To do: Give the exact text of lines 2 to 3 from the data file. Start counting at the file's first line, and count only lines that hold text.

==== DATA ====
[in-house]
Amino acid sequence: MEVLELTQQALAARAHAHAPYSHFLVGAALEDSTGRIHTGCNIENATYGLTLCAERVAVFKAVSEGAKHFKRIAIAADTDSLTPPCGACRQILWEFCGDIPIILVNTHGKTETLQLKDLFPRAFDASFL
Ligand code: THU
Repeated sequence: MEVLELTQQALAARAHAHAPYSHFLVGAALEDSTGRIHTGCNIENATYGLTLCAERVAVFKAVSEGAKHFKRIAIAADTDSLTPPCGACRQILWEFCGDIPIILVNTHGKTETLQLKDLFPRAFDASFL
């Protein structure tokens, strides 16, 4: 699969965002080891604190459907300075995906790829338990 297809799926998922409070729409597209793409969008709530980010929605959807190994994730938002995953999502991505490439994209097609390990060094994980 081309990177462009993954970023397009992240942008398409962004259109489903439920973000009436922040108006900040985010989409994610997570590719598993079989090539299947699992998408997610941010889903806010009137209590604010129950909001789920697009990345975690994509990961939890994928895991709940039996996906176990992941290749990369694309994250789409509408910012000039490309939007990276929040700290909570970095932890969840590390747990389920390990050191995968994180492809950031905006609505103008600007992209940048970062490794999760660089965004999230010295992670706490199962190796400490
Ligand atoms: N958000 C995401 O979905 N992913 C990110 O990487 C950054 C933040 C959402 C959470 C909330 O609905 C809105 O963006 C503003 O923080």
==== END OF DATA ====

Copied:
Amino acid sequence: MEVLELTQQALAARAHAHAPYSHFLVGAALEDSTGRIHTGCNIENATYGLTLCAERVAVFKAVSEGAKHFKRIAIAADTDSLTPPCGACRQILWEFCGDIPIILVNTHGKTETLQLKDLFPRAFDASFL
Ligand code: THU